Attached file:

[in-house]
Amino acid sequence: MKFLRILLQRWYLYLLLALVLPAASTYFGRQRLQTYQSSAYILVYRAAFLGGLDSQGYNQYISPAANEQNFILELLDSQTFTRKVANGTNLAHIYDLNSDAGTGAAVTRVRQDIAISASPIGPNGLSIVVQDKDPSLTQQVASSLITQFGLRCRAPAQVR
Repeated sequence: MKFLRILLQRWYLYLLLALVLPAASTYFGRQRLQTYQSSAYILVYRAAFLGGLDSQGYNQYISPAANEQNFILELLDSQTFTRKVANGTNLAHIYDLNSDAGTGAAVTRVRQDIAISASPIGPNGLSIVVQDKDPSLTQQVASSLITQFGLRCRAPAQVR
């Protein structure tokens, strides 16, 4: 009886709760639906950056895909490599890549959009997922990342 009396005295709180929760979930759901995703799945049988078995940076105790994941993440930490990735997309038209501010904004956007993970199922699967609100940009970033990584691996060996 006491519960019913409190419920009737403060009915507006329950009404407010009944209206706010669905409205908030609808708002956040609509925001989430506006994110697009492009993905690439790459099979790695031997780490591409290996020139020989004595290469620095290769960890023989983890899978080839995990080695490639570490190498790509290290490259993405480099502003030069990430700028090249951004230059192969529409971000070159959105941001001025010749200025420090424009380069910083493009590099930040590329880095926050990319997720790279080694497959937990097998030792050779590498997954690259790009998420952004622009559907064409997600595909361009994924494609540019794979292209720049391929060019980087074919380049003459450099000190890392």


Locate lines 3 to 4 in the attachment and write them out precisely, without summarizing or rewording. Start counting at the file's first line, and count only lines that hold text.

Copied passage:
Repeated sequence: MKFLRILLQRWYLYLLLALVLPAASTYFGRQRLQTYQSSAYILVYRAAFLGGLDSQGYNQYISPAANEQNFILELLDSQTFTRKVANGTNLAHIYDLNSDAGTGAAVTRVRQDIAISASPIGPNGLSIVVQDKDPSLTQQVASSLITQFGLRCRAPAQVR
């Protein structure tokens, strides 16, 4: 009886709760639906950056895909490599890549959009997922990342 009396005295709180929760979930759901995703799945049988078995940076105790994941993440930490990735997309038209501010904004956007993970199922699967609100940009970033990584691996060996 006491519960019913409190419920009737403060009915507006329950009404407010009944209206706010669905409205908030609808708002956040609509925001989430506006994110697009492009993905690439790459099979790695031997780490591409290996020139020989004595290469620095290769960890023989983890899978080839995990080695490639570490190498790509290290490259993405480099502003030069990430700028090249951004230059192969529409971000070159959105941001001025010749200025420090424009380069910083493009590099930040590329880095926050990319997720790279080694497959937990097998030792050779590498997954690259790009998420952004622009559907064409997600595909361009994924494609540019794979292209720049391929060019980087074919380049003459450099000190890392």